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2010 Publications

Adaptations in single-leg hop biomechanics following anterior cruciate ligament reconstruction.by Orishimo KF, Kremenic IJ, Mullaney MJ, McHugh MP, Nicholas SJ. - last modified 2013-07-29 08:42
Knee Surg Sports Traumatol Arthrosc. 2010 Nov;18(11):1587-93. doi: 10.1007/s00167-010-1185-2. Epub 2010 Jun 12.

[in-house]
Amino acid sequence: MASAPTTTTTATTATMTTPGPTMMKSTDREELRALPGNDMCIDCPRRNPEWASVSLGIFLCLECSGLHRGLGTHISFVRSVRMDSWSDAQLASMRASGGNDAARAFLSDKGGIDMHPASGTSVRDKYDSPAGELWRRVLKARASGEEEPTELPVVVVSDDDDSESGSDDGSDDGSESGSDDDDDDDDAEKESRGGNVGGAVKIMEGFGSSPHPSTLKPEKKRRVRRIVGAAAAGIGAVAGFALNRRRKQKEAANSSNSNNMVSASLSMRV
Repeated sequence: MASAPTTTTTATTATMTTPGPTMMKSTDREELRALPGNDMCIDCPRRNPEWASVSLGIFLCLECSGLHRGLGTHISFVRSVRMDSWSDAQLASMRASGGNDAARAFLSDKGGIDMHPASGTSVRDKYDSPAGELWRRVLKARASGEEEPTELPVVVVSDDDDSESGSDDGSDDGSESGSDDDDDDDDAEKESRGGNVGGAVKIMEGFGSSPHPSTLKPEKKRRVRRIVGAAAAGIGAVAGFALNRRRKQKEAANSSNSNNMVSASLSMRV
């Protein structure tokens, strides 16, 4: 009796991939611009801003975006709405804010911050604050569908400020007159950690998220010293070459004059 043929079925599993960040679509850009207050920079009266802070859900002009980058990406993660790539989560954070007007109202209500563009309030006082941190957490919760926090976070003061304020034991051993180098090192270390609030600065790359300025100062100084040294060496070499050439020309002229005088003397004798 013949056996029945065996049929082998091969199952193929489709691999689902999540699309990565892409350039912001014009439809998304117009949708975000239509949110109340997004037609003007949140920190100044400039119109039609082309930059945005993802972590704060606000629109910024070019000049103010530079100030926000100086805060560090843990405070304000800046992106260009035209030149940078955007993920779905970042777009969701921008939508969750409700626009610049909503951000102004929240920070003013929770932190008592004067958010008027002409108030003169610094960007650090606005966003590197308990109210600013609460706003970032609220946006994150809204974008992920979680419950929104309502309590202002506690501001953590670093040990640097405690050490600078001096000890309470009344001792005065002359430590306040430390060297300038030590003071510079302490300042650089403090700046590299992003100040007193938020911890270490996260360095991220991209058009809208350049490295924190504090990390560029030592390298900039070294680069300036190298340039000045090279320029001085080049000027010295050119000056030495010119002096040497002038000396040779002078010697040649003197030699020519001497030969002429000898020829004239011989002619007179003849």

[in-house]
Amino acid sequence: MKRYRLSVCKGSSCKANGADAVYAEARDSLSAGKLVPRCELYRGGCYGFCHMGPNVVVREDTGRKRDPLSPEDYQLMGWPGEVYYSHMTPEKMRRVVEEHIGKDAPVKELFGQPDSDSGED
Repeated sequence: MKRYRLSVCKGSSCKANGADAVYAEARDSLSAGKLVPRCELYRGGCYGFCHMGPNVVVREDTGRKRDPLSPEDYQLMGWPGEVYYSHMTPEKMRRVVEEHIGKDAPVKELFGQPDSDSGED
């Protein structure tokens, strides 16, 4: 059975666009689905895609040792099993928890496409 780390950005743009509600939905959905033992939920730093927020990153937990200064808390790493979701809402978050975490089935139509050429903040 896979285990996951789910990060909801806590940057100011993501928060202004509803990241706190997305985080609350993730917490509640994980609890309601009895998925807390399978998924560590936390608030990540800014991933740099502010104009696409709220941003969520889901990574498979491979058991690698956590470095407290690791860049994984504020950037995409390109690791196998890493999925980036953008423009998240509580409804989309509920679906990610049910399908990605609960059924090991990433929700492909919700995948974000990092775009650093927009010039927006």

When a patient performs a clinically normal hop test based on distance, it cannot be assumed that the biomechanics are similar between limbs. The objective was to compare takeoff and landing biomechanics between legs in patients who have undergone anterior cruciate ligament reconstruction. Kinematics and ground reaction forces were recorded as 13 patients performed the single-leg hop on each leg. Distance hopped, joint range of motion, peak joint kinetics and the peak total extensor moment were compared between legs during both takeoff and landing. Average hop distance ratio (involved/noninvolved) was 93 ± 4%. Compared to the noninvolved side, knee motion during takeoff on the involved side was significantly reduced (P = 0.008). Peak moments and powers on the involved side were lower at the knee and higher at the ankle and hip compared with the noninvolved side (Side by Joint P = 0.011; P = 0.003, respectively). The peak total extensor moment was not different between legs (P = 0.305) despite a decrease in knee moment and increases in ankle and hip moments (Side by Joint P = 0.015). During landing, knee motion was reduced (P = 0.043), and peak power absorbed was decreased at the knee and hip and increased at the ankle on the involved side compared to the noninvolved side (P = 0.003). The compensations by other joints may indicate protective adaptations to avoid overloading the reconstructed knee.